Knee pain is a common medical problem for Americans of all ages. If you’re an athlete — pro, student, or casual — painful knees are even more common.
Most athletes are dedicated to their sports, which makes it all the more tempting to play through their pain, hoping that with a bit of time, the symptoms will go away on their own.
But deciding to play through knee pain can have some serious consequences. In this post, Dominique Nickson, MD, and the Next Step Orthopedics team explain three reasons it’s not a good idea to play through the pain.
#1: It could be a serious issue
Knee injuries are common, especially among athletes, and they become even more common as you get older. While many serious knee problems cause excruciating pain and an inability to use the knee normally, you should never assume your knee pain isn’t serious just because you can still use the joint.
Many serious knee problems, like ACL tears or meniscus tears, are accompanied by acute pain. But some serious knee problems are more subtle. Even if you don’t have severe pain or “snapping” sensations associated with tissue tears, it doesn’t mean the pain isn’t due to a serious problem.
#2: It could turn into a serious issue — quickly
Suppose your knee pain isn’t caused by a serious, acute problem like torn connective tissue. Is it OK to keep playing without seeing a doctor? No, because if you continue to play without having your pain medically evaluated, you run the risk of injuring your knee joint even more.
Many knee injuries destabilize the joint, which means your knee may give way or even fracture if you keep playing. Other knee pain can be related to degenerative conditions, like arthritis. Play through that pain, and you could increase the damage to the joint surface — and increase the likelihood you may need a knee replacement in the future.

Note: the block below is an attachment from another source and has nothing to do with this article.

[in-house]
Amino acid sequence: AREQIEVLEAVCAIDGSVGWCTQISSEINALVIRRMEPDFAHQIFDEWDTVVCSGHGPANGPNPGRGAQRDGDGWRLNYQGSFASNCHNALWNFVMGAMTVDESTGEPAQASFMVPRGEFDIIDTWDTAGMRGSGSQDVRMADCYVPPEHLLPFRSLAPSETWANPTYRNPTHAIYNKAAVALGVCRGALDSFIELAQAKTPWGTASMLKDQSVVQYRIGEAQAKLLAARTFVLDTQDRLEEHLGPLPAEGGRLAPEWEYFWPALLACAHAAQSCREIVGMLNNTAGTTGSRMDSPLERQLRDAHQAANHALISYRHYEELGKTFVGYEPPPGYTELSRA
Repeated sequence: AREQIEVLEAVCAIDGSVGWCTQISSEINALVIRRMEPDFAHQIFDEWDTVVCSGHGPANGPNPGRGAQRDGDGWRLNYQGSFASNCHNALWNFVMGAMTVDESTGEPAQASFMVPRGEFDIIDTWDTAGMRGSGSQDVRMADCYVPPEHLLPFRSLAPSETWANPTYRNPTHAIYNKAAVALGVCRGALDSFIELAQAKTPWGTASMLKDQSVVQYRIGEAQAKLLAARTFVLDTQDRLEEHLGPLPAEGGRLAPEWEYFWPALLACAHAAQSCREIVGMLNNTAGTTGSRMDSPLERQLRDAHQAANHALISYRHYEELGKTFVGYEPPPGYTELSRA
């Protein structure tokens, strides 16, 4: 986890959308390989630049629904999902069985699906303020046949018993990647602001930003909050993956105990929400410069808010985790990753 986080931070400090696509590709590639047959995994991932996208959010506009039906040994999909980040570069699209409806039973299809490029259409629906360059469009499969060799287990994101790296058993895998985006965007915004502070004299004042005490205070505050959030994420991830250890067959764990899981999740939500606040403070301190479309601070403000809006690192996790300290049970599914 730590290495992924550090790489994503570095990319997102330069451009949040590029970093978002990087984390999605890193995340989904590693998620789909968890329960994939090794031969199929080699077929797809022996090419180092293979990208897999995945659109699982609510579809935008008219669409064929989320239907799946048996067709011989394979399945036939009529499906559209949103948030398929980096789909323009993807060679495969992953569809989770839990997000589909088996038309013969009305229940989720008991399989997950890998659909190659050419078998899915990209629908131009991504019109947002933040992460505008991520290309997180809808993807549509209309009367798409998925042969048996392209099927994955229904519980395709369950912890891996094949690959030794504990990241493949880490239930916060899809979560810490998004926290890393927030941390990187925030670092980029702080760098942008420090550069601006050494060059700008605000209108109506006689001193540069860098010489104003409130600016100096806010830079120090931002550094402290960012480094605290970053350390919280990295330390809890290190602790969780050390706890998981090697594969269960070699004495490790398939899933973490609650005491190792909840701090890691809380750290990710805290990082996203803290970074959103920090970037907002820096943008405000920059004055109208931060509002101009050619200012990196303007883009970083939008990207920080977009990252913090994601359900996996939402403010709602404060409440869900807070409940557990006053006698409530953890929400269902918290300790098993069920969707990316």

#3: You might need a change in activity
Knee pain is a clear signal that something is not right with the knee joint or the structures that support it or depend on it. The good news is, by having Dr. Nickson evaluate your knee pain early on, he can recommend changes that can alleviate your symptoms and help reduce the risk of further injury.
Depending on what’s causing your pain, your age, your overall health, and other factors, he might suggest using specific warm-up exercises, undergoing physical therapy, reducing your playing time, or other ways to “play smart” and protect your knees. He also might recommend knee treatments, like corticosteroid injections, to give your knees additional support and care.
Find out what’s causing your knee pain
There are many issues that can cause knee pain, and the only way to know what’s behind your symptoms is to have an exam and evaluation. Dr. Nickson uses an array of diagnostic techniques, including X-rays, MRIs, and arthroscopy, to diagnose the cause of knee pain, so your treatment can be customized for optimal recovery.